What are the benefits of Pediatric Occupational Therapy (OT)?
It might sound like your child doesn’t need occupational therapy until he is old enough to hold down a job. But occupational therapists help your child with the job of performing everyday activities, or “occupations” we often take for granted.
Why does my child need Pediatric Occupational Therapy (OT)?
Our patients may need occupational therapy because they are born with a condition that affects their ability to care for themselves, play, rest as needed, or attend school. Occupational therapists work to improve your child’s ability to participate in routine activities. The occupational therapist might provide education and will work with you and educators, medical staff or members of the community to make the environment more suitable for your child.
Occupational therapists may help an adolescent with a mental or cognitive disability by teaching skills to help your child prepare to become more independent, such as time management, budgeting, household chores and use of public transportation.
Examples of conditions in children and adolescents that might require occupational therapy include:
- Amputations of the arm or hand
- Cerebral palsy
- Congenital anomalies (disorders present from birth)
- Delays in fine motor skills
- Injuries to the upper arms and hands
- Joint contracture and mobilization
- Neurodevelopment treatment
- Sensory motor deficits
- Visual, motor and perceptual development
Children may need occupational therapy temporarily to help regain skills they have lost because of an injury, illness or treatment. Your child may need ongoing occupational therapy or help at various times if she has a chronic illness or a condition that requires some adapting at home, school or in the community.
What happens during Pediatric Occupational Therapy (OT)?
Some children are born with a condition that makes it difficult to perform certain tasks. Others have a problem related to physical, mental or emotional development. Occupational therapists can help prevent or delay the sorts of problems that can keep your child from being able to perform activities that children normally can do at certain ages and levels of development. We specialize in using occupational therapy to help children recover from trauma to the arm and hand. We focus on the types of activities that are important for your child’s age and individual wants and needs.
For example, children learn to get dressed on their own, feed themselves, brush their teeth and use pencils or crayons. They learn to sit still by a certain age. If your child has a condition that delays certain skills from developing, an occupational therapist can help your child learn to perform certain skills. Occupational therapists are specially trained to work with children and adolescents, using activities and equipment appropriate for your child’s age.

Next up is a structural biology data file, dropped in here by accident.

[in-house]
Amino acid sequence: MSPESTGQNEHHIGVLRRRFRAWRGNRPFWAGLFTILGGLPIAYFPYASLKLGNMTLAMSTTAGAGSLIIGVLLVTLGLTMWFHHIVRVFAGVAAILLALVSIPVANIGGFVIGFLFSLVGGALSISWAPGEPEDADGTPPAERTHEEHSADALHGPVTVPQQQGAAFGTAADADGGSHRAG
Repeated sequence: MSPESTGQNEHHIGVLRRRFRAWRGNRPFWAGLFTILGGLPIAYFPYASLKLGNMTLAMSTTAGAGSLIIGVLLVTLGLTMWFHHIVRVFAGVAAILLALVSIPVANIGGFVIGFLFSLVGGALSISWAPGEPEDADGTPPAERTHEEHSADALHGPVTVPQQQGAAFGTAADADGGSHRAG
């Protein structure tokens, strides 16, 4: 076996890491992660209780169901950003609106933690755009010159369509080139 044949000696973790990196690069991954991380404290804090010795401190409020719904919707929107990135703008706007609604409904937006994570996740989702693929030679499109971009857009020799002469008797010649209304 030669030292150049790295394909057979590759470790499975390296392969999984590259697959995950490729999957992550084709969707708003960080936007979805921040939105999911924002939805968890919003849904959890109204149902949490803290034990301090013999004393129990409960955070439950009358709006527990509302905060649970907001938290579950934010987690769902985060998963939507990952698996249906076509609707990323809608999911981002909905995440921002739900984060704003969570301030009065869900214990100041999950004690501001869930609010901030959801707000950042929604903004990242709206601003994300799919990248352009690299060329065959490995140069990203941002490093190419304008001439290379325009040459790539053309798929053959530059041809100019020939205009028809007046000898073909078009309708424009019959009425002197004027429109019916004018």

What can I expect on my child's first Pediatric Occupational Therapy (OT) appointment?
At the first visit, be prepared to answer plenty of questions about your child’s health or to support your adolescent’s interview with answers about your child’s school or home environment. The occupational therapist will thoroughly evaluate your child during the first visit.
Occupational therapists can help children and families find ways for children and teens to participate in school programs by suggesting how schools can accommodate the child’s needs. They also can help educate children, parents and other family or community members.
What can I expect after my child's Pediatric Occupational Therapy (OT) appointment?
Parents can encourage their children by helping them follow through on completing activities or interventions recommended by the child’s occupational therapist.
What are the prep instructions before Pediatric Occupational Therapy (OT)?
Our pediatric occupational therapists help many children who are being treated as inpatients to gain or regain important skills before leaving the hospital. We also see children regularly for scheduled outpatient visits.
Before your child or adolescent sees an occupational therapist for the first time, it helps to let the child know that the therapist will work together with your child to help solve problems.
Develop a list of questions that you and your child have, and discuss or make notes about the problems your child is experiencing and the types of activities your child has trouble performing. For example, if your child has hypersensitivity to touch, the occupational therapist may ask additional questions about triggers for the problem. If your child had an injury to his or her hand, let the occupational therapist know if one of your child’s greatest concerns is returning to a favorite sport.